To tegnede personer indgår i et registreret partnerskab


The Danish Parliament passes the Act on Registered Partnerships. The law is the first of its kind in the world, and the Danish registered partnership sets precedent for the work in other countries: During the 1990s the other Nordic countries introduce similar legislation, other countries follow suit, and several of them go on to marriage, so that the leading country, Denmark, is left behind.

The very first registered partnership was registered between LGBT Danmark’s founder Axel and his fiancé of 40 years, Eigil Axgil. 


End of the happy days for LBL in Knabrostræde. Finances have run out. Suspension of payments while bankruptcy threatens but is averted. The premises are sold, the bar operation ceases, and a cheaper place to live is sought. 


LBL moves into the back house at Teglgårdstræde 13 and fills all floors of the building with a book café/meeting room, library and archive, offices, The member’s magazine “Pan”, Radio Rosa and other activities. 


The Danish Parliament passes a law prohibiting direct or indirect discrimination in the labor market on grounds of sexual orientation (as well as race, skin colour, religion or belief, political affiliation, age, disability or national, social, or ethnic origin).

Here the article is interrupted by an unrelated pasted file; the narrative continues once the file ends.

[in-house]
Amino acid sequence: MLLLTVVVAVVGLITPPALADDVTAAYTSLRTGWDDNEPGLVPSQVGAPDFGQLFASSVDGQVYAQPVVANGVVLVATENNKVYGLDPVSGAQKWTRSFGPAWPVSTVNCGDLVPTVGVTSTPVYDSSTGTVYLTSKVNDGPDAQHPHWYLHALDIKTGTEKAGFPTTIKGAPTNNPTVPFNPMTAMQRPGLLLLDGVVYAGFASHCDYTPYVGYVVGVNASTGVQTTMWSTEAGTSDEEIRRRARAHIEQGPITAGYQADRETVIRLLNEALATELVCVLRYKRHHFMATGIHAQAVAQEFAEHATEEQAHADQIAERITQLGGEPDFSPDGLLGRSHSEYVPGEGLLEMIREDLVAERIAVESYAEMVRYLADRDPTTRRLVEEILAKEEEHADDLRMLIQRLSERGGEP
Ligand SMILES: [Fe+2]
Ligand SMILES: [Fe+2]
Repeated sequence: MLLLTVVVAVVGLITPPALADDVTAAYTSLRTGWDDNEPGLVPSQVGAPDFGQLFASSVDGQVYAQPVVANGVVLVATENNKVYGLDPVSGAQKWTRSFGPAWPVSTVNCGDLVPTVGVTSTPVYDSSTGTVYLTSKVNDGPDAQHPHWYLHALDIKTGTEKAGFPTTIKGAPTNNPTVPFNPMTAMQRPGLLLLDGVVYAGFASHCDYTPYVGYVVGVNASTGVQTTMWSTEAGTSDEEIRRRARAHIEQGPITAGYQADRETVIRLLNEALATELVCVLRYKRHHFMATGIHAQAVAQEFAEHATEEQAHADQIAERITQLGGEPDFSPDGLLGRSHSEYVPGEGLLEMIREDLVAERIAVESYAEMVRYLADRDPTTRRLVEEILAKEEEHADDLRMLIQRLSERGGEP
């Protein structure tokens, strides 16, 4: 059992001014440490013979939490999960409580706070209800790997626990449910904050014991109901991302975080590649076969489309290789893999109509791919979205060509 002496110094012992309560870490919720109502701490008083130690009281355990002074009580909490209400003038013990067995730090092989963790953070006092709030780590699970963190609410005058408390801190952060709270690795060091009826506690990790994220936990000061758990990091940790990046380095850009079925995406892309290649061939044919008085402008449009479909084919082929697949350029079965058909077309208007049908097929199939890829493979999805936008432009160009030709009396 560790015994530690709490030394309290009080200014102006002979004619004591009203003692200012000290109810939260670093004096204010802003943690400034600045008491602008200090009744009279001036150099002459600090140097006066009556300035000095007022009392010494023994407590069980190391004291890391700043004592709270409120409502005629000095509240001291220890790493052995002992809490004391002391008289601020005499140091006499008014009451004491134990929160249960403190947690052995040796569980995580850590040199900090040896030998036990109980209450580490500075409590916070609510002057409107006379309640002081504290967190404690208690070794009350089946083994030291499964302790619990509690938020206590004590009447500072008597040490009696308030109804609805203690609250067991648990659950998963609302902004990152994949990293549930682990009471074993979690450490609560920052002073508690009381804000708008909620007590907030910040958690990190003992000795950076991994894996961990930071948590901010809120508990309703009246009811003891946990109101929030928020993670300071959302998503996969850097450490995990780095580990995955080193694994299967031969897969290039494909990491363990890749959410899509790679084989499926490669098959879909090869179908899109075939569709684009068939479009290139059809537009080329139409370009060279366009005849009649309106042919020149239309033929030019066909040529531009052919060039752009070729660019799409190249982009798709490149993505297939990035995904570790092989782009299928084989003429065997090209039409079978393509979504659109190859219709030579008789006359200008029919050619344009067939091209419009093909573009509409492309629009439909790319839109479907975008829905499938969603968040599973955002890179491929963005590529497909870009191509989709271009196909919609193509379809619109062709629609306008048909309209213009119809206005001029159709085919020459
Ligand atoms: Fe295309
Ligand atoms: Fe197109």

Effective combination therapy against HIV is finally bringing down the number of AIDS cases and deaths, but the number of infected people continues to grow.

Copenhagen is the European City of Culture and home to this year’s Europride. From 1998 it is called Mermaid Pride and from 2004 Copenhagen Pride. From 1999, Copenhagen Pride is moved from June to August. In 2009, it blossoms festively for the occasion of the World Outgames with sports, culture, and conference. 


A committee of bishops recommends a ritual for the blessing of registered partnerships, but the bishops choose not to follow the recommendation. 

The Danish Parliament passes the Act on Artificial Insemination with section 3, which prohibits the treatment of lesbians and single women. Only the heterosexual nuclear family can get the go-ahead. 


The Danish Parliament rejects the proposal to remove section 3 from the Act on Artificial Insemination. It happens again in 2000. 


Paragraph 3 of the 1997 law on artificial insemination prohibits medical treatment, but a midwife is allowed to perform the insemination, and Nina Stork opens StorkKlinik, where several hundred lesbians have since been inseminated.

LBL begins the publication of a new magazine Zink. The publication stops again after two years. 

By revising the law on registered partnerships, Denmark becomes the first country in the world to recognize two legal parents of the same sex, as registered partners will have access to stepchild adoption. However, it is only a partial solution, and although there have been made adjustments since then, the legislation is still not in order at the start of 2013.